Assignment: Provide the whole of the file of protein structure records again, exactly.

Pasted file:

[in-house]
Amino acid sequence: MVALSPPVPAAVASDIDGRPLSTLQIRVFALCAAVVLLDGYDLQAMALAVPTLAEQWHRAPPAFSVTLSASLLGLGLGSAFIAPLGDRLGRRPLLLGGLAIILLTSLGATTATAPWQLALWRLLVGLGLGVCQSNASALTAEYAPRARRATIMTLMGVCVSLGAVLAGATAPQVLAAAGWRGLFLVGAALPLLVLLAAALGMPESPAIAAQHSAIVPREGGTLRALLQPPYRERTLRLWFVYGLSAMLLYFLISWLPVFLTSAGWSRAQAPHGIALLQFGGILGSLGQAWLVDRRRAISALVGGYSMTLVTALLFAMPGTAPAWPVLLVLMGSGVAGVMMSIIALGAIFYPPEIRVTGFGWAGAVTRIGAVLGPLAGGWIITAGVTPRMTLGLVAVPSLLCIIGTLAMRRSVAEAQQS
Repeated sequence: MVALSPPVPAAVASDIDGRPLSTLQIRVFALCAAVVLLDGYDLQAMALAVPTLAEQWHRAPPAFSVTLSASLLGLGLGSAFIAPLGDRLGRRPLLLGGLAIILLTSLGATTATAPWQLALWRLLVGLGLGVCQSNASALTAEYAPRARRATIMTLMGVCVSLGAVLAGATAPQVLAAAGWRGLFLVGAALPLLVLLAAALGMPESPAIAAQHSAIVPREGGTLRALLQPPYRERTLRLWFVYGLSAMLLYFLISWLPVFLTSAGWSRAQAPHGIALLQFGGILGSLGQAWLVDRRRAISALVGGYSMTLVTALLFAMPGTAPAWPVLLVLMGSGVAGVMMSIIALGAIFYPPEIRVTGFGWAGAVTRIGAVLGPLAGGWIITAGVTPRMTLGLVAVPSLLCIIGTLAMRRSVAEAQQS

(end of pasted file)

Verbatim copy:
[in-house]
Amino acid sequence: MVALSPPVPAAVASDIDGRPLSTLQIRVFALCAAVVLLDGYDLQAMALAVPTLAEQWHRAPPAFSVTLSASLLGLGLGSAFIAPLGDRLGRRPLLLGGLAIILLTSLGATTATAPWQLALWRLLVGLGLGVCQSNASALTAEYAPRARRATIMTLMGVCVSLGAVLAGATAPQVLAAAGWRGLFLVGAALPLLVLLAAALGMPESPAIAAQHSAIVPREGGTLRALLQPPYRERTLRLWFVYGLSAMLLYFLISWLPVFLTSAGWSRAQAPHGIALLQFGGILGSLGQAWLVDRRRAISALVGGYSMTLVTALLFAMPGTAPAWPVLLVLMGSGVAGVMMSIIALGAIFYPPEIRVTGFGWAGAVTRIGAVLGPLAGGWIITAGVTPRMTLGLVAVPSLLCIIGTLAMRRSVAEAQQS
Repeated sequence: MVALSPPVPAAVASDIDGRPLSTLQIRVFALCAAVVLLDGYDLQAMALAVPTLAEQWHRAPPAFSVTLSASLLGLGLGSAFIAPLGDRLGRRPLLLGGLAIILLTSLGATTATAPWQLALWRLLVGLGLGVCQSNASALTAEYAPRARRATIMTLMGVCVSLGAVLAGATAPQVLAAAGWRGLFLVGAALPLLVLLAAALGMPESPAIAAQHSAIVPREGGTLRALLQPPYRERTLRLWFVYGLSAMLLYFLISWLPVFLTSAGWSRAQAPHGIALLQFGGILGSLGQAWLVDRRRAISALVGGYSMTLVTALLFAMPGTAPAWPVLLVLMGSGVAGVMMSIIALGAIFYPPEIRVTGFGWAGAVTRIGAVLGPLAGGWIITAGVTPRMTLGLVAVPSLLCIIGTLAMRRSVAEAQQS